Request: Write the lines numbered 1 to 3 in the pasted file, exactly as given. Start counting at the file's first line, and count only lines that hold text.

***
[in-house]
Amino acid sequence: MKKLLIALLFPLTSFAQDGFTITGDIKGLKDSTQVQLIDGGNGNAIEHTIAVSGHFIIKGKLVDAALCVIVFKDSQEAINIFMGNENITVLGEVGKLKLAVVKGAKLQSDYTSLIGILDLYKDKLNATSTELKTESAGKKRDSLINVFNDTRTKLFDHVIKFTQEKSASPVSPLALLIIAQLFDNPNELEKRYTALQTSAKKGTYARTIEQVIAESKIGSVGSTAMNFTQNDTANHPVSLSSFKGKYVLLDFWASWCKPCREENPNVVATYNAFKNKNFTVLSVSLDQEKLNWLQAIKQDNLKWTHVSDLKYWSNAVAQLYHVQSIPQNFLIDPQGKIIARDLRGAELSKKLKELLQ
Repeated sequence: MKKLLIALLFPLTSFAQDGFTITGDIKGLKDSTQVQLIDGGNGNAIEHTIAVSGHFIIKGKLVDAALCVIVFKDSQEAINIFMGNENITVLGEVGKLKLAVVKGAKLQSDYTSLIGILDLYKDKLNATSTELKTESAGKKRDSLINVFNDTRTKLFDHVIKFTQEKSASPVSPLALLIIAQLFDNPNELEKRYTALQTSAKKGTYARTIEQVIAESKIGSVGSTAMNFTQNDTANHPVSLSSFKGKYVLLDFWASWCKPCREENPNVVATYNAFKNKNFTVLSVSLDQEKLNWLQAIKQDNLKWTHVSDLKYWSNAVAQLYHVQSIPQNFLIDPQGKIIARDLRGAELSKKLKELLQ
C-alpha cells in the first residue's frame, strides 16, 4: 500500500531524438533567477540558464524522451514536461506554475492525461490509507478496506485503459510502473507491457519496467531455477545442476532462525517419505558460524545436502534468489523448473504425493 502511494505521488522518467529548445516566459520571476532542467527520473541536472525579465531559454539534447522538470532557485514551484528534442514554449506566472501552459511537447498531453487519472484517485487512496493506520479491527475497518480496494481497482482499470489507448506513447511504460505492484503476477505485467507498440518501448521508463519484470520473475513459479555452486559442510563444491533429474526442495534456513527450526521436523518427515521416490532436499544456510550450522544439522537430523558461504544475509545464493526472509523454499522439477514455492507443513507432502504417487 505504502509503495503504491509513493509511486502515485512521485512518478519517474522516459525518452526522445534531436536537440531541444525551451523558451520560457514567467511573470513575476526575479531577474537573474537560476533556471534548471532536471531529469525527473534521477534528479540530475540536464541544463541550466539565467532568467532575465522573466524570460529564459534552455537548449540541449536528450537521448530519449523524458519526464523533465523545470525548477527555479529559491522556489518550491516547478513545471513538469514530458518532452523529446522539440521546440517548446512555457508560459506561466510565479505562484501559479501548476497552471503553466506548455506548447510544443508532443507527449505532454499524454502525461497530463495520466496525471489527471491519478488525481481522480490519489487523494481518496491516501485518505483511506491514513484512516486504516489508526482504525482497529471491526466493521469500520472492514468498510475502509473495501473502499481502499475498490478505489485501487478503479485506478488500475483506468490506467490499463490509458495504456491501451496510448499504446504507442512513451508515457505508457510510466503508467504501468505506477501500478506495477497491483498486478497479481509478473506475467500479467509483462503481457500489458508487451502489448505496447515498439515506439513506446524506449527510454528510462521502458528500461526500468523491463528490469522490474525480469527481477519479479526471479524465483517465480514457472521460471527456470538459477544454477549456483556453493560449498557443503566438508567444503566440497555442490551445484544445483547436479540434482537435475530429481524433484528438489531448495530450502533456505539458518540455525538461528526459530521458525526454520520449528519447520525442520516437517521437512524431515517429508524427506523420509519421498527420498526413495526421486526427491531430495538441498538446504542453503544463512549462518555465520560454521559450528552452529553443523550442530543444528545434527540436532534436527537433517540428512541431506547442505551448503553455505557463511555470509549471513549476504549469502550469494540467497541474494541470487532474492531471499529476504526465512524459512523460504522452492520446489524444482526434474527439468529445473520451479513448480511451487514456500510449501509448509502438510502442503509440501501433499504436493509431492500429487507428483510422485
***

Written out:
[in-house]
Amino acid sequence: MKKLLIALLFPLTSFAQDGFTITGDIKGLKDSTQVQLIDGGNGNAIEHTIAVSGHFIIKGKLVDAALCVIVFKDSQEAINIFMGNENITVLGEVGKLKLAVVKGAKLQSDYTSLIGILDLYKDKLNATSTELKTESAGKKRDSLINVFNDTRTKLFDHVIKFTQEKSASPVSPLALLIIAQLFDNPNELEKRYTALQTSAKKGTYARTIEQVIAESKIGSVGSTAMNFTQNDTANHPVSLSSFKGKYVLLDFWASWCKPCREENPNVVATYNAFKNKNFTVLSVSLDQEKLNWLQAIKQDNLKWTHVSDLKYWSNAVAQLYHVQSIPQNFLIDPQGKIIARDLRGAELSKKLKELLQ
Repeated sequence: MKKLLIALLFPLTSFAQDGFTITGDIKGLKDSTQVQLIDGGNGNAIEHTIAVSGHFIIKGKLVDAALCVIVFKDSQEAINIFMGNENITVLGEVGKLKLAVVKGAKLQSDYTSLIGILDLYKDKLNATSTELKTESAGKKRDSLINVFNDTRTKLFDHVIKFTQEKSASPVSPLALLIIAQLFDNPNELEKRYTALQTSAKKGTYARTIEQVIAESKIGSVGSTAMNFTQNDTANHPVSLSSFKGKYVLLDFWASWCKPCREENPNVVATYNAFKNKNFTVLSVSLDQEKLNWLQAIKQDNLKWTHVSDLKYWSNAVAQLYHVQSIPQNFLIDPQGKIIARDLRGAELSKKLKELLQ